How to Build an Antenna

University of Alberta observatory domes

Antenna Construction
Elevation Angle

"Thank you so much for visiting our class on Friday! The kids loved it...they thought it was pretty cool to meet a "real" Astronomer! Thanks again, Janine"

Updated November 19, 2011

There are several things you need to do to "catch" the radio signal reflected from a meteor ionization trail. The antenna is the instrument that does this. To put up an antenna you will need to consider the following points:

  1. Can you put the antenna on the roof of your school? See the page on mounting your antenna to help decide if this is possible. If so, we recommend using a 3 element Yagi. This design has been tested in over five schools and found to work well and is simple to make. A design for larger antennas, such as a 6 element Yagi style antenna, are also provided but not recommended simply because of the additional time involved in construction. If you can't mount it on the roof of your school then you will have to decide whether you have room to mount the Yagi in your classroom.
  2. Decide what frequency you will be observing at.
  3. Read the instructions on this page on how to design your antenna, followed by instructions on how to assemble it.
  4. Follow the instructions on how to build a mount.
  5. Read the page on the cable you will need to attach your antenna to your receiver.
  6. If you are using an outdoor antenna, you can improve your ability to detect meteors by adjusting the elevation angle of the antenna and the direction it points (azimuth).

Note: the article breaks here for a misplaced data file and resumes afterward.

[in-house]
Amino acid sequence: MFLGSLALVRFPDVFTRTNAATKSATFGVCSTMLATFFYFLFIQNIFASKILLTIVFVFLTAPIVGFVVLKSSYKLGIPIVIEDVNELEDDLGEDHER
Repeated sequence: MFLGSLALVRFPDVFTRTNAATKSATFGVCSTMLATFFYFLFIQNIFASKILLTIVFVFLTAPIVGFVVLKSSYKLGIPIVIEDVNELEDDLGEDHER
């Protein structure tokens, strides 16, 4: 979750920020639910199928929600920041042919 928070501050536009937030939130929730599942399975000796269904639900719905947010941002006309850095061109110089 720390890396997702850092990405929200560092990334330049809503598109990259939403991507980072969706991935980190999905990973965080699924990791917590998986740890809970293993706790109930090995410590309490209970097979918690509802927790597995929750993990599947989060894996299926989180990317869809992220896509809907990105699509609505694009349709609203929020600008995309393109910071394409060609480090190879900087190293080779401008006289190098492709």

What is an Antenna?

An antenna is an electromagnetic device that collects or emits radio waves. It consists of material that conducts electricity arranged in such a way that it is in tune with the frequency of a radio signal. Like a tuning fork in the presence of a sound of the same pitch, an antenna tuned to a particular frequency will resonate to a radio signal of the same frequency. When properly tuned an antenna will collect this energy and make it available to drive the amplifiers in a radio receiver making it possible for the human ear to hear the signal. 

Radio signals are at a frequency that cannot be heard by the human ear and they are so weak they cannot be detected without an antenna and radio receiver. Also, radio signals travel in the form of waves of photons - the same thing as light - but these photons are at a much longer wavelength than light and can't be detected by the human eye, which are "tuned" to see light waves. Sound travels in waves through molecules of air, water, or other material. Radios convert waves of photons into waves of sound.

For the detection of meteors, we need to construct and attach an antenna to the radio. This section describes how to do this.

Yagi Antennas 

Yagi is the name of the Japanese man who designed this type of antenna. It is very easy for the amateur to build using materials such as clothes hangers or copper wire used for house wiring.

If you can run a wire from your classroom outside to the roof of your school or other suitable location to set up your antenna, a three element Yagi antenna is recommended. It will efficiently collect the radiated energy of a distant FM radio station whose waves have been reflected by a meteor trail. We have tested this antenna and it has been used successfully in our test schools.

This image of a home made antenna currently being used on a school gives an idea of what a yagi antenna looks like - several pieces of metal spaced apart from one another with a wire attached to one of them. You may recognize it as being like a TV antenna on someone's house.

If you wish to learn more about antenna design, continue reading, otherwise, proceed to your next topic of interest.


The Yagi antenna consists of 2 parts:

the antenna elements
the antenna boom

There are three types of elements:

the Reflector (REFL) 
the Driven Element (DE)
the Directors (DIR)